24. heather says

    whats really sad is we as cashiers are forced to get credit apps otherwise we get punished or even fired i hate being asked 18 differnet times in the same store and i hate pushing but i got yelled by manager for not pushing the issue WTF is wrong with these stores these days!

  25. Gin says

    Studies indicate that customers with store cards tend to frequent their stores more often and spend more money. Of course business will try to solicit customers to sign up for a store card. I work for a company who solicits store cards and associate are expected to do a sales pitch for each and every customer. Smart shoppers will only sign up for the savings when they have a big purchase and remember to use the card to get the 5% back. Only spend what you would normally spend and pay off the balance before the interest acrues. Store cards are not evil nor are the businesses that promote them but consumers need be educated about the pros and cons and shop smart.

  26. says

    I am not sure if you know about this, but I happen to work at Kohl’s myself and one thing you could be aware of is that Kohl’s employees ARE on a quota system. At the store I work at, your are supposed to try and get at least one or two sign ups each shift you work and part of the performance reviews do revolve around credit, and so that is can be a major reason why you get people agreesively trying to get you to sign up for kohl’s charges (or similar cards at other stores). Quotas are a dumb rule though in my book as I find it nearly impossible to get sign ups almost every shift. At least for me, I only work one day a week on average (under a 4 hour shift) and most of the time, you either get days you get lots of competing tasks, times where just about everyone says “no”, as well as other barriers to meeting the goal. By the way, I am thinking about writing a blog post ranting about quota systems too (haven’t posted it yet, but I plan to when I get the time for it). Quotas can also be bad during recessions since naturally you get less people buying and signing up for stuff. My advice is that if you don’t like people pushing the store credit cards, you probably have to take it up with the store managent since associates are expected to push things like credit.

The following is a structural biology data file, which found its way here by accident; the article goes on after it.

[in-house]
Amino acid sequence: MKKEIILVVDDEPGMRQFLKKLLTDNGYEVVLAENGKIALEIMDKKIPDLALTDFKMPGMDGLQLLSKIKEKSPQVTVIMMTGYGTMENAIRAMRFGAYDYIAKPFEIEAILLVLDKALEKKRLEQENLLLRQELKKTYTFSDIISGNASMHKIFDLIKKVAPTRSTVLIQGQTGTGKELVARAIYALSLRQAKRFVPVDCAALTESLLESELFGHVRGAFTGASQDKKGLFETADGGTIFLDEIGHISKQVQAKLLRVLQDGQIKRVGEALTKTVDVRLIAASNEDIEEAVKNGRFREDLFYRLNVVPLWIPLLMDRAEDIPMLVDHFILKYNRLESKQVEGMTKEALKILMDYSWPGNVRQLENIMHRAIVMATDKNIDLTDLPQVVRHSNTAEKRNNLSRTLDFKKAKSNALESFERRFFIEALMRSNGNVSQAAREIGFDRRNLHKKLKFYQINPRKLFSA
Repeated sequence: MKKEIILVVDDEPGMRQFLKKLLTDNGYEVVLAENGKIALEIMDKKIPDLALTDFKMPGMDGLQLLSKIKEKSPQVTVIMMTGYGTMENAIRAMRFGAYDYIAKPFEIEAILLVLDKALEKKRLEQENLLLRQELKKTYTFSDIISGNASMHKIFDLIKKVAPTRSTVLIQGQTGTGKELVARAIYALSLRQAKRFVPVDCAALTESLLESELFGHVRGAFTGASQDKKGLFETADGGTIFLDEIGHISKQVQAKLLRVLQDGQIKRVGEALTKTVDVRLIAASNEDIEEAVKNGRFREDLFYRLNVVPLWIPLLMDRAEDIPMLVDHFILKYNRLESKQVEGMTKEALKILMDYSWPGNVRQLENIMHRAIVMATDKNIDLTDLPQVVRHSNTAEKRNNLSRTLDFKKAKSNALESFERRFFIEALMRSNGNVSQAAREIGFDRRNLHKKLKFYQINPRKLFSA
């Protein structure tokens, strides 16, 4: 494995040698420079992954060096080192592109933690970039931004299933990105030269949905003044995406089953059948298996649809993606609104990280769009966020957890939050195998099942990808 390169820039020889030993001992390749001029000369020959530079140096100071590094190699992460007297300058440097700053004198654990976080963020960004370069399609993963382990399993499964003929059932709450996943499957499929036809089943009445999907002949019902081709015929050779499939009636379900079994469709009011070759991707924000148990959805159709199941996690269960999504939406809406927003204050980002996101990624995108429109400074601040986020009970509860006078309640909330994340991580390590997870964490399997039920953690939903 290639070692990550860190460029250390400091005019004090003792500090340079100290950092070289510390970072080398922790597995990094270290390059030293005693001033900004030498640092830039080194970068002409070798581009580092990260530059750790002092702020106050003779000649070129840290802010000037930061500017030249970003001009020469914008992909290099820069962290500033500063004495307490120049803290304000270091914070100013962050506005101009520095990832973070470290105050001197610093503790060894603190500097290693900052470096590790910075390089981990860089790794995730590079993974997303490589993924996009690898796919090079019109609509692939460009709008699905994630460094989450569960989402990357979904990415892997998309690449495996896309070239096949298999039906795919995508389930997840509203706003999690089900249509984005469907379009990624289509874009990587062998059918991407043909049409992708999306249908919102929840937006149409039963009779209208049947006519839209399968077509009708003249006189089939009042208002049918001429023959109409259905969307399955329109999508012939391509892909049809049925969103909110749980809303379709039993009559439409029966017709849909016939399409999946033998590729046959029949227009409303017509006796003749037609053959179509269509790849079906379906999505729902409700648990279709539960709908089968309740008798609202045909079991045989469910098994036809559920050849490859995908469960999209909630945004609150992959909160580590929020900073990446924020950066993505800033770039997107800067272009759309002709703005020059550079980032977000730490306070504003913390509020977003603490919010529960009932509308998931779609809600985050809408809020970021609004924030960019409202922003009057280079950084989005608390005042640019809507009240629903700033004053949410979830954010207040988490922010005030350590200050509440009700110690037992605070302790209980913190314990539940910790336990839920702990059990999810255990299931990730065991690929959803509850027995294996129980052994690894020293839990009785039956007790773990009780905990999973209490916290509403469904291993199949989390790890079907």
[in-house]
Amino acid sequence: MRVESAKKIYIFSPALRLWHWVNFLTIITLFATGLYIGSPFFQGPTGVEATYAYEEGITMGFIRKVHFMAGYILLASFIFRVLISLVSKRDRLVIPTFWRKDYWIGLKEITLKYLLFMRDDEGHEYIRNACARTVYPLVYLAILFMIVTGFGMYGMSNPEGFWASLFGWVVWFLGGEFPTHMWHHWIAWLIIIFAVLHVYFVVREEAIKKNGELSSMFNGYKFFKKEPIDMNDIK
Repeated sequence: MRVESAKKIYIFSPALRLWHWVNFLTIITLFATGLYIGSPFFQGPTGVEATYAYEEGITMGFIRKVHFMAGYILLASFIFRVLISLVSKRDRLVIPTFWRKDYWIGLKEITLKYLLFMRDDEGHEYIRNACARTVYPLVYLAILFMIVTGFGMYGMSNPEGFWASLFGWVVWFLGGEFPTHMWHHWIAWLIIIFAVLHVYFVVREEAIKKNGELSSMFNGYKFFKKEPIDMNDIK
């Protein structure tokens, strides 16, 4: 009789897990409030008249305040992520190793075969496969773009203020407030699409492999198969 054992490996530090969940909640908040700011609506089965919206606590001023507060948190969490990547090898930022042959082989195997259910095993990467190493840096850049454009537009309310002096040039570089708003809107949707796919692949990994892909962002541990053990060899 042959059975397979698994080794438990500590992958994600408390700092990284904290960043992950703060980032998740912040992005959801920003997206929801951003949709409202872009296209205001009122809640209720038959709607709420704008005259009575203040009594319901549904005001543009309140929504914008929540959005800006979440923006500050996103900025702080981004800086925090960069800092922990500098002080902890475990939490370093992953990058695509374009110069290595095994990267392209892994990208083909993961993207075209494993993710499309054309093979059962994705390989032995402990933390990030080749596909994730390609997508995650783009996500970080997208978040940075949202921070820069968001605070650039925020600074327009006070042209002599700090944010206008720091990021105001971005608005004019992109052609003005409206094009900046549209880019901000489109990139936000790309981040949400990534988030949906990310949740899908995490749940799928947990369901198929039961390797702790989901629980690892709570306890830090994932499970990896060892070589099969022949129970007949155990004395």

27. sumgurl says

    Maybe it’s just me, but you make it seem like the associates are almost the bad guys for being persistent. However when you have your manager demanding that you get the store more credits or else your hours will be given to someone who CAN provide credit, you have no other option but to try and force the cards on customers. Believe me as an associate we don’t enjoy going through the effort of being all smiles and helping unappreciative customers but we do what we have to do to butter up customers so they’re more willing to apply. I also don’t enjoy offering credit for the multiple reasons you listed above. I know how the cards will affect their credit, or how they will be more likely to spend money they don’t have but its them or me. Tell me what would you do?

    • Sylvia says

      It would be nice if all customers would fill out the store surveys, rate us as an associate fair and then mention that a reason not to shop at this store would be because of the way credit cards and other products are being pushed at the register. That way management would see that the associate is doing their job, but the customer is annoyed with store policies.

      • Amber says

        Yeah I totally agree but I’ve tried filling out those surveys and some of them are really short and don’t have any space for comments.

  28. says

    Hello folks –